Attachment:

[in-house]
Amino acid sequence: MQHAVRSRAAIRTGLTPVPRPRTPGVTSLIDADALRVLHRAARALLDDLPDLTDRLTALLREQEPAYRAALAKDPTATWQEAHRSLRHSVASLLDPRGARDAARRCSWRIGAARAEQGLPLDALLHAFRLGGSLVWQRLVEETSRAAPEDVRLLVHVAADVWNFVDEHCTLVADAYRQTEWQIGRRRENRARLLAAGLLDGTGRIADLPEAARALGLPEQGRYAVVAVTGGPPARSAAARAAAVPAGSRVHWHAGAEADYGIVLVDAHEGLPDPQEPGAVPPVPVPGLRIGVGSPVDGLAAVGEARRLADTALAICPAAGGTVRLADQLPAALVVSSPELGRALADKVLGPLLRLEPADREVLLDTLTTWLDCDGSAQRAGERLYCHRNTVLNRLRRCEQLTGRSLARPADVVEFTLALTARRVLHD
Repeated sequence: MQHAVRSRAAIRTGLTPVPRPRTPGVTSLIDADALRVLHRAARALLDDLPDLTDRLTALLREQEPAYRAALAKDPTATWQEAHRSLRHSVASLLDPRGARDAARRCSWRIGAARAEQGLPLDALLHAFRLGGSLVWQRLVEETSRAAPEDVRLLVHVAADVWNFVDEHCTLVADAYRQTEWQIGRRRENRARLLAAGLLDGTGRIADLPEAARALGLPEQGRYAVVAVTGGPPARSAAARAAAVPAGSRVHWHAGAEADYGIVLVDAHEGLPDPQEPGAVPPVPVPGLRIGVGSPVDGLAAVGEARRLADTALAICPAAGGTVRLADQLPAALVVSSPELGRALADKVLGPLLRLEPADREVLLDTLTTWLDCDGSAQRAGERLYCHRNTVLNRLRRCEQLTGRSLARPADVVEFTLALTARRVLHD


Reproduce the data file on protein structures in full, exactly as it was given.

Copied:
[in-house]
Amino acid sequence: MQHAVRSRAAIRTGLTPVPRPRTPGVTSLIDADALRVLHRAARALLDDLPDLTDRLTALLREQEPAYRAALAKDPTATWQEAHRSLRHSVASLLDPRGARDAARRCSWRIGAARAEQGLPLDALLHAFRLGGSLVWQRLVEETSRAAPEDVRLLVHVAADVWNFVDEHCTLVADAYRQTEWQIGRRRENRARLLAAGLLDGTGRIADLPEAARALGLPEQGRYAVVAVTGGPPARSAAARAAAVPAGSRVHWHAGAEADYGIVLVDAHEGLPDPQEPGAVPPVPVPGLRIGVGSPVDGLAAVGEARRLADTALAICPAAGGTVRLADQLPAALVVSSPELGRALADKVLGPLLRLEPADREVLLDTLTTWLDCDGSAQRAGERLYCHRNTVLNRLRRCEQLTGRSLARPADVVEFTLALTARRVLHD
Repeated sequence: MQHAVRSRAAIRTGLTPVPRPRTPGVTSLIDADALRVLHRAARALLDDLPDLTDRLTALLREQEPAYRAALAKDPTATWQEAHRSLRHSVASLLDPRGARDAARRCSWRIGAARAEQGLPLDALLHAFRLGGSLVWQRLVEETSRAAPEDVRLLVHVAADVWNFVDEHCTLVADAYRQTEWQIGRRRENRARLLAAGLLDGTGRIADLPEAARALGLPEQGRYAVVAVTGGPPARSAAARAAAVPAGSRVHWHAGAEADYGIVLVDAHEGLPDPQEPGAVPPVPVPGLRIGVGSPVDGLAAVGEARRLADTALAICPAAGGTVRLADQLPAALVVSSPELGRALADKVLGPLLRLEPADREVLLDTLTTWLDCDGSAQRAGERLYCHRNTVLNRLRRCEQLTGRSLARPADVVEFTLALTARRVLHD